he details of the "Hermie" case were coming out albeit too slowly to suit William.  And their place in the puzzle were being revealed even slower.  The clock which Beau had seen on the shelf in Williams headquarters did have an explosive charge but hardly large enough to wreak large damage.

The real power of the Hermie was in its camera, which live streamed its video to the satellite phone in the mess hall.  That phone had been programmed to connect and and upload the report three times per day.  When the three charges were removed and destroyed, the phone instantly connected it's host and reported all three charges had went off.

However, it did not report how they had exploded.  The only hint something out of the ordinary had happened, was when a black leather satchel had been placed over the charges removing their ability to record what was happening.  But it was enough to alert the monitors to the fact that the operation was amiss.

Jesse had retrieved the phone and was back tracing the phone numbers which originated in New York.  A firewall of another satellite phone was used to prohibit back tracing.  And they did not have access to that phone so the search stopped there unless they could hack into it.

Jesse, William and General Sherman were mulling over the facts on a white board trying to fit the pieces of the puzzle together.  The information concerning the three nuclear warheads was disconcerting to say the least.  If there was a third floor then it was absolutely possible that there was a whole lot more involved than just the three warheads.

But one thing they did figure out.  That there was something they wanted much more than just the property.  One question kept nagging at Williams head.  If they knew about the Old Patriots Militia, and they were slick enough to have three operatives placed into their midst . . . then why hadn't they attacked the small group at The Bunker and just wipe them out.

Why indeed?!  While the Old Patriots had searched out an enormous cave system linking The Bunker and the Hanoi Hilton, William, Jesse and General Sherman only then correctly ascertained this one fact:  There was more to the system than they were aware of.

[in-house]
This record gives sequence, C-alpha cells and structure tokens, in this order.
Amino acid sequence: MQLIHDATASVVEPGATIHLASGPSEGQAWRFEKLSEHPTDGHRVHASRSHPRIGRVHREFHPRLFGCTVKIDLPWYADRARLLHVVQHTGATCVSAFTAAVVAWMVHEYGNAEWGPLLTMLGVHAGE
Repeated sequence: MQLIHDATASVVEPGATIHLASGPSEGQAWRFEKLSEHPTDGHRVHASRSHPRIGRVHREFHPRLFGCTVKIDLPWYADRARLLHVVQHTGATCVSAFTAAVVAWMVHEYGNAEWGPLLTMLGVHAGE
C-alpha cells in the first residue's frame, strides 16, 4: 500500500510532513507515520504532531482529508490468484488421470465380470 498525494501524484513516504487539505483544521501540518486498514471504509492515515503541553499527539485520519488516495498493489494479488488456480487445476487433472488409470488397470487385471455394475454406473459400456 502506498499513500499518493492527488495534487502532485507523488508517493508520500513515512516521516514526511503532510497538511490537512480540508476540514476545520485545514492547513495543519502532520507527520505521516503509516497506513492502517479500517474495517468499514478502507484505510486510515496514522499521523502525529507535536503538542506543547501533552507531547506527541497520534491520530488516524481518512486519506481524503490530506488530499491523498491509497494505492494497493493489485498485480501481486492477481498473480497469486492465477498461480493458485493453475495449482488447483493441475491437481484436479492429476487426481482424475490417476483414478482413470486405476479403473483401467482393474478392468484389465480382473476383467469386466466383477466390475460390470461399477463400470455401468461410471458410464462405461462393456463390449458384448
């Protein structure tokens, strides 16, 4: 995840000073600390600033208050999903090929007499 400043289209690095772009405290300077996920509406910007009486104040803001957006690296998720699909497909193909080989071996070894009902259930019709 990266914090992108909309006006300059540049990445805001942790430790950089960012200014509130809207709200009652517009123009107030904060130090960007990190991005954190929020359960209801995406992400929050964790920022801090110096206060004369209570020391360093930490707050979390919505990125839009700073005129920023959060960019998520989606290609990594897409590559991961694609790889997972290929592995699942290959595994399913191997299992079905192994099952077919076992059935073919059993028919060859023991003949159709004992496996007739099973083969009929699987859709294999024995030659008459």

The thought had never crossed any of their minds.  Most caves have different levels.  Were these on the on the maps they had or were they shown on additional maps?  Beau had cleaned out Harrington's bunker of all engineering data: maps, blueprints, calculations, additions, retractions . . . any printed material before leaving it to a daughter group.  But that bunker was not connected to a cave system.

Remembering their surprise upon learning small rooms had been concealed along the donkey trail, Beau had taken an x-ray machine and scanned the entire wall surface.  There were no more hidden rooms in the Virginia Bunker.

But at The Bunker and the Hanoi Hilton, some sixteen plus rooms had been discovered.  Beau was back on his feet but still a little shaky and dizzy from the blow to the head he had received from Talbert.  They were studying the maps they'd procured from Harrington has well as the two maps found in Gino's quarters.  There was definitely a continuation of the maps.

However, these maps had a different flavor to the manner in which they were drawn.  No doubt it was a different architect.  William came into the Ready Room with Ginger and Sharon in tow.  Ginger saw it right off the bat.  Knowing her hangars and all their crooks and crannies, she noticed a form with which she was familiar.

"I've been wondering what that line was" she commented.  Now I know.  I believe there is a room directly under a portion of the hangar and is probably where they intended to load and arm the warheads.  It wouldn't surprise me if there were an elevator or a jack system with which to raise the ordinance up into the belly of a plane."

A thorough investigation was performed starting from the crack in the floor of the hangar.  Since the floor had been poured in concrete, the men all figured the lines was merely a 'control' mark to prohibit the floor itself from what is called 'surface cracking.'  It's a common practice in the concrete industry.

Beau had x-rayed all the vertical surfaces of the Hanoi Hilton/Bunker facilities, but had never looked at the floor.  It was high time he did.

Within a half hour of searching, an anomaly was discovered.  There was a definite change in the rebar configuration.  Now, to open it.

~ ~ ~ ~ ~ ~
Next

© 2000 - 2019

Back to Sir George's Writings
Back     Home     OP     Top
Chapter X